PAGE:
Checking Out Carbohydrates

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Carbohydrates come in three varieties: simple carbohydrates, complex carbohydrates, and dietary fiber. All are composed of units of sugar. What makes one carbohydrate different from another is the number of sugar units it contains and how the units are linked together.

1 Simple carbohydrates: These carbohydrates have only one or two units of sugar.

• A carbohydrate with one unit of sugar is called a simple sugar or a monosaccharide (mono = one; saccharide = sugar). Fructose (fruit sugar) is a monosaccharide, and so are glucose (blood sugar), the sugar produced when you digest carbohydrates, and galactose, the sugar derived from digesting lactose (milk sugar).

• A carbohydrate with two units of sugar is called a double sugar or a disaccharide (di = two). Sucrose (table sugar), which is made of one unit of fructose and one unit of glucose, is a disaccharide.

I Complex carbohydrates: Also known as polysaccharides (poly = many), these carbs have more than two units of sugar linked together. Carbs with three to ten units of sugar are sometimes called oligosaccharides (oligo = few).

• Raffinose is a trisaccharide (tri = three) that's found in potatoes, beans, and beets. It has one unit each of galactose, glucose, and fructose.

• Stachyose is a tetrasaccharide (tetra = four) found in the same vegetables mentioned in the previous item. It has one fructose unit, one glucose unit, and two galactose units.

• Starch, a complex carbohydrate in potatoes, pasta, and rice, is a definite polysaccharide, made of many units of glucose.

Because complex carbohydrates are, well, complex, with anywhere from three to a zillion units of sugars, your body takes longer to digest them than it takes to digest simple carbohydrates. As a result, digesting complex carbohydrates releases glucose into your bloodstream more slowly and evenly than digesting simple carbs. (For more about digesting carbs, see the section "Carbohydrates and energy: A biochemical love story," later in this chapter.)

I Dietary fiber: This term is used to distinguish the fiber in food from the natural and synthetic fibers (silk, cotton, wool, nylon) used in fabrics. Dietary fiber is a third kind of carbohydrate.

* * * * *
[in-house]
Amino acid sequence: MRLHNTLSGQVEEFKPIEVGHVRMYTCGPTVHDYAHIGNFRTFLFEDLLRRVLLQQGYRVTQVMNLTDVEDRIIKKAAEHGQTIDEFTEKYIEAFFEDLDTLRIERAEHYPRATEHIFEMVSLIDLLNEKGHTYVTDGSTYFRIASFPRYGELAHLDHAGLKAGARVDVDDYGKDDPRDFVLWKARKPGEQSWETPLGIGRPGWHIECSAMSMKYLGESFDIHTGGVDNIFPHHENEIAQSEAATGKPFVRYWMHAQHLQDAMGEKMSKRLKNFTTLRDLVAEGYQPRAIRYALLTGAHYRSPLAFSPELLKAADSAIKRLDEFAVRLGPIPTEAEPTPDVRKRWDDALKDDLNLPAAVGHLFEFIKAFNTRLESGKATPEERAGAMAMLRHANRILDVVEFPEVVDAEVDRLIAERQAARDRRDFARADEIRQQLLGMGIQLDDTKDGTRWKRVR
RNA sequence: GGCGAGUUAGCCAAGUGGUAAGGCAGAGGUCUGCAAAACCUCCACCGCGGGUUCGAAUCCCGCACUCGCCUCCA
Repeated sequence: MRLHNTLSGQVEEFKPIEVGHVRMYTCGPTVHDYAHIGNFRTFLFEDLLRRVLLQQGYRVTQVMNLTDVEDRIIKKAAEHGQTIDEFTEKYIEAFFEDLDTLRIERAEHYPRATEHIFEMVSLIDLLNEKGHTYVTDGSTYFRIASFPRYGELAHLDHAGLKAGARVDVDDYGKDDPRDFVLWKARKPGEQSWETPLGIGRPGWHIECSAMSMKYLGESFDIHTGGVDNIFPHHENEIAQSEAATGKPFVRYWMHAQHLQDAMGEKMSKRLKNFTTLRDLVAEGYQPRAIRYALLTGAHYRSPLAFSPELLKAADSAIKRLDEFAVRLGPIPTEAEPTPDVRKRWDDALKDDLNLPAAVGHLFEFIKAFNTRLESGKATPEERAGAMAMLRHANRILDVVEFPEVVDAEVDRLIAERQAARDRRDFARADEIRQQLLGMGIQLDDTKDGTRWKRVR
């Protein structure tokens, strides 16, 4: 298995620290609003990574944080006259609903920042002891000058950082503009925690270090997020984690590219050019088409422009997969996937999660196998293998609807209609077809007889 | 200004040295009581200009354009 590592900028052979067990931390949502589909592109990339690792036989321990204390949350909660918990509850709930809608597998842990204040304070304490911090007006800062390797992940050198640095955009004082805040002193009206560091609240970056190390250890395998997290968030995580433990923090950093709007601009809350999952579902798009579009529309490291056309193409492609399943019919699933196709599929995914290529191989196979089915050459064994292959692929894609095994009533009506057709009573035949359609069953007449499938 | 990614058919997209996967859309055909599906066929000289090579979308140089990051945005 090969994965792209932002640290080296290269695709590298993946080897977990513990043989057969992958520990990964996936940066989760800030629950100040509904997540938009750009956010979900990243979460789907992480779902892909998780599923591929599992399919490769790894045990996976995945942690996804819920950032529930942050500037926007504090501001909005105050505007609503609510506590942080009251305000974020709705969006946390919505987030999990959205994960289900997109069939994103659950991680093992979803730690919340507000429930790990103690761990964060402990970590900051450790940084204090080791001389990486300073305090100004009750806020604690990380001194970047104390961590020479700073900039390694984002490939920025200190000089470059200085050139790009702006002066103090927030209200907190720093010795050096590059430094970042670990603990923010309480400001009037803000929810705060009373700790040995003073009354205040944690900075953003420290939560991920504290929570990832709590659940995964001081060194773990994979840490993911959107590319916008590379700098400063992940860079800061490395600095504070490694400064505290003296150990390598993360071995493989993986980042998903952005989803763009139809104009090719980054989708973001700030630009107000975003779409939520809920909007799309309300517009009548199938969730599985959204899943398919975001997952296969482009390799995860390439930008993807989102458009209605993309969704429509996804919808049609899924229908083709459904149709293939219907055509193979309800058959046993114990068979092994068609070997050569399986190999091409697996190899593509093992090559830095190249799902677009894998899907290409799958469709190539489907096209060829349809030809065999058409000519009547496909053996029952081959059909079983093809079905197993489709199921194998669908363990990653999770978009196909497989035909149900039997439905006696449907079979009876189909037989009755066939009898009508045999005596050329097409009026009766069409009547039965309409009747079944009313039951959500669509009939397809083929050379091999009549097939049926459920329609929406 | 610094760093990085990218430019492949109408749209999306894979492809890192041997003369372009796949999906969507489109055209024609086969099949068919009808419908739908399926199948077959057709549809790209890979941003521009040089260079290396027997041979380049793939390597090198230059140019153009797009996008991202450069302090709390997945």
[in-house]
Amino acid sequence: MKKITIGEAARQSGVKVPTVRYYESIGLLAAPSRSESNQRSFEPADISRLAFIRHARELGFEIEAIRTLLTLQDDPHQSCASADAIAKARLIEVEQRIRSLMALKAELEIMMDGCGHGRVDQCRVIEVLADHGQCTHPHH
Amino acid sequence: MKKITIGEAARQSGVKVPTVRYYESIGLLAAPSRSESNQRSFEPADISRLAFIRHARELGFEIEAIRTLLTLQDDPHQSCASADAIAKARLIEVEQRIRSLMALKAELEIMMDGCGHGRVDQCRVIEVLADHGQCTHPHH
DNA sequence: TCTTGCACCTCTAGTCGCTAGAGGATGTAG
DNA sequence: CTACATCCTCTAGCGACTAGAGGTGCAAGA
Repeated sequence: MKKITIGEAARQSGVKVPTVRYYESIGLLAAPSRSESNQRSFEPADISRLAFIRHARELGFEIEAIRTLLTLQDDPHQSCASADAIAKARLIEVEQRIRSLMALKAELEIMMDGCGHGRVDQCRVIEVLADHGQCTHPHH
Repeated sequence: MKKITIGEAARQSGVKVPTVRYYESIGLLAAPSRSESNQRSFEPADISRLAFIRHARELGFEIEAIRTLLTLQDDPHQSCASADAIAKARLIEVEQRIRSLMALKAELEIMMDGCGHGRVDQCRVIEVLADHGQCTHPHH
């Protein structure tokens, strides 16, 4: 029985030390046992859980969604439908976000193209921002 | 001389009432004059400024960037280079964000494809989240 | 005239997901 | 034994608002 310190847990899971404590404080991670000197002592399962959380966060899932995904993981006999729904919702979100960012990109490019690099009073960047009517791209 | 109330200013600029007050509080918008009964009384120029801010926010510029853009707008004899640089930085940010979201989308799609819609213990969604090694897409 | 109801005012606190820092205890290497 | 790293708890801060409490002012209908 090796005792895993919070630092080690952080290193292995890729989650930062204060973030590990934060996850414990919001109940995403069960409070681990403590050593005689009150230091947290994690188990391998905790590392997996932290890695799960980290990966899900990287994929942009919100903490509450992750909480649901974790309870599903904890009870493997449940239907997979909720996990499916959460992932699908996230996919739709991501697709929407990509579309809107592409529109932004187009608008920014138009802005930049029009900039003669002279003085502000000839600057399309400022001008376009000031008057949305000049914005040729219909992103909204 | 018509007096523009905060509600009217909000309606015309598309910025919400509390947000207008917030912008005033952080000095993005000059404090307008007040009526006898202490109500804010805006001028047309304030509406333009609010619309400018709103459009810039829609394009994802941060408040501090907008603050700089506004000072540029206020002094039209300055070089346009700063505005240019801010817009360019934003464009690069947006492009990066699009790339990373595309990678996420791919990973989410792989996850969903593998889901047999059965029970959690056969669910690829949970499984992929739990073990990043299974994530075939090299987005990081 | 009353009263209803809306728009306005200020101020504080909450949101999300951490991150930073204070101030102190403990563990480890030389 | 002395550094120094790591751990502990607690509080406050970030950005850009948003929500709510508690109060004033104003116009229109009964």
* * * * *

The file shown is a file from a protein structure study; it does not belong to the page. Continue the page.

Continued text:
• Like the complex carbohydrates, dietary fiber (cellulose, hemicel-lulose, pectin, beta-glucans, gum) is a polysaccharide. Lignin, a different kind of chemical, is also called a dietary fiber.

• Some kinds of dietary fiber also contain units of soluble or insoluble uronic acids, compounds derived from the sugars fructose, glucose, and galactose. For example, pectin — a soluble fiber in apples — contains soluble galacturonic acid.

Dietary fiber is not like other carbohydrates. The bonds that hold its sugar units together cannot be broken by human digestive enzymes. Although the bacteria living naturally in your intestines convert very small amounts of dietary fiber to fatty acids, dietary fiber is not considered a source of energy. (For more about fatty acids, see Chapter 7.)

In the next section, I talk about how your body gets energy from carbohydrates. Because dietary fiber does not provide energy, I'm going to put it aside for the moment and get back to it in the "Dietary Fiber: The Non-Nutrient in Carbohydrate Foods" section, later in this chapter.

Charting the sweetness of carbs

The information in the following table has absolutely no practical value. It's strictly trivia for your own personal nutrition data bank. Of course, you can call it up for use in social situations. For example, suppose you're standing in line at the hot dog stand at Yankee Stadium, looking for a way to start up a conversation with the trim, attractive person in front of you, who obviously cares about diet and health. "Wow," you may say. "Did you notice the cola over there is sweetened with both fructose and sucrose — a monosaccharide and a disaccharide, both in the same drink? And given how nutrition-savvy they are here, I bet the hot dog rolls are loaded with polysaccharides." Who could resist such a high-minded, intellectual approach?

Naming the Sugar Units in Carbohydrates



Monosaccharides (1 sugar unit)

Fructose (fruit sugar)

1 unit fructose

Glucose (sugar unit used for fuel)

1 unit glucose

Galactose (made from lactose [milk sugar])

1 unit galactose

Disaccharides (2 sugar units linked together)

Sucrose (table sugar)

Glucose + fructose

Lactose (milk sugar)

Glucose + galactose

Maltose (malt sugar)

Glucose + glucose

Polysaccharides (many sugar units linked together)


Galactose + glucose + fructose


Glucose + fructose + galactose + galactose


Many glucose units


Many glucose units


Arabinose* + galactose + mannose* + xylose** plus uronic acids








Galactose + arabi-

nose + galacturonic



Mainly galacturonic


* This sugar is found in many plants. ** This sugar is found in plants and wood.

* This sugar is found in many plants. ** This sugar is found in plants and wood.

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